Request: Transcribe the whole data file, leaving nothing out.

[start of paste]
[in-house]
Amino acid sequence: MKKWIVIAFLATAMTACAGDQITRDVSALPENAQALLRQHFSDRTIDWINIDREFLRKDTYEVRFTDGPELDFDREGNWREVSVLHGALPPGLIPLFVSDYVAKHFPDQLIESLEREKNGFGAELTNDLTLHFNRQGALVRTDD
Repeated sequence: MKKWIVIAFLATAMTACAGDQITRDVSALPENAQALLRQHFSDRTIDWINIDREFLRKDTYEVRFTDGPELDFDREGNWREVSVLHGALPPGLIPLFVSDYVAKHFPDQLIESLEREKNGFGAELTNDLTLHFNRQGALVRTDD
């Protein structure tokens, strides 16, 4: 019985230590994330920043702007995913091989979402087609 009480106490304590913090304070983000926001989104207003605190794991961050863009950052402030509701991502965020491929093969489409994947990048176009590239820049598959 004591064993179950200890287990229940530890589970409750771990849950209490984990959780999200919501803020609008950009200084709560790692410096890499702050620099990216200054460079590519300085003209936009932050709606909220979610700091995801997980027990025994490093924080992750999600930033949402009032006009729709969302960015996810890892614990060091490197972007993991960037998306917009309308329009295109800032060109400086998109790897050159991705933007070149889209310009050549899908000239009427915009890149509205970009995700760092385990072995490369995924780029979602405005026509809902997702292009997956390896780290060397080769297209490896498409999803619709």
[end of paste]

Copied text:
[in-house]
Amino acid sequence: MKKWIVIAFLATAMTACAGDQITRDVSALPENAQALLRQHFSDRTIDWINIDREFLRKDTYEVRFTDGPELDFDREGNWREVSVLHGALPPGLIPLFVSDYVAKHFPDQLIESLEREKNGFGAELTNDLTLHFNRQGALVRTDD
Repeated sequence: MKKWIVIAFLATAMTACAGDQITRDVSALPENAQALLRQHFSDRTIDWINIDREFLRKDTYEVRFTDGPELDFDREGNWREVSVLHGALPPGLIPLFVSDYVAKHFPDQLIESLEREKNGFGAELTNDLTLHFNRQGALVRTDD
């Protein structure tokens, strides 16, 4: 019985230590994330920043702007995913091989979402087609 009480106490304590913090304070983000926001989104207003605190794991961050863009950052402030509701991502965020491929093969489409994947990048176009590239820049598959 004591064993179950200890287990229940530890589970409750771990849950209490984990959780999200919501803020609008950009200084709560790692410096890499702050620099990216200054460079590519300085003209936009932050709606909220979610700091995801997980027990025994490093924080992750999600930033949402009032006009729709969302960015996810890892614990060091490197972007993991960037998306917009309308329009295109800032060109400086998109790897050159991705933007070149889209310009050549899908000239009427915009890149509205970009995700760092385990072995490369995924780029979602405005026509809902997702292009997956390896780290060397080769297209490896498409999803619709």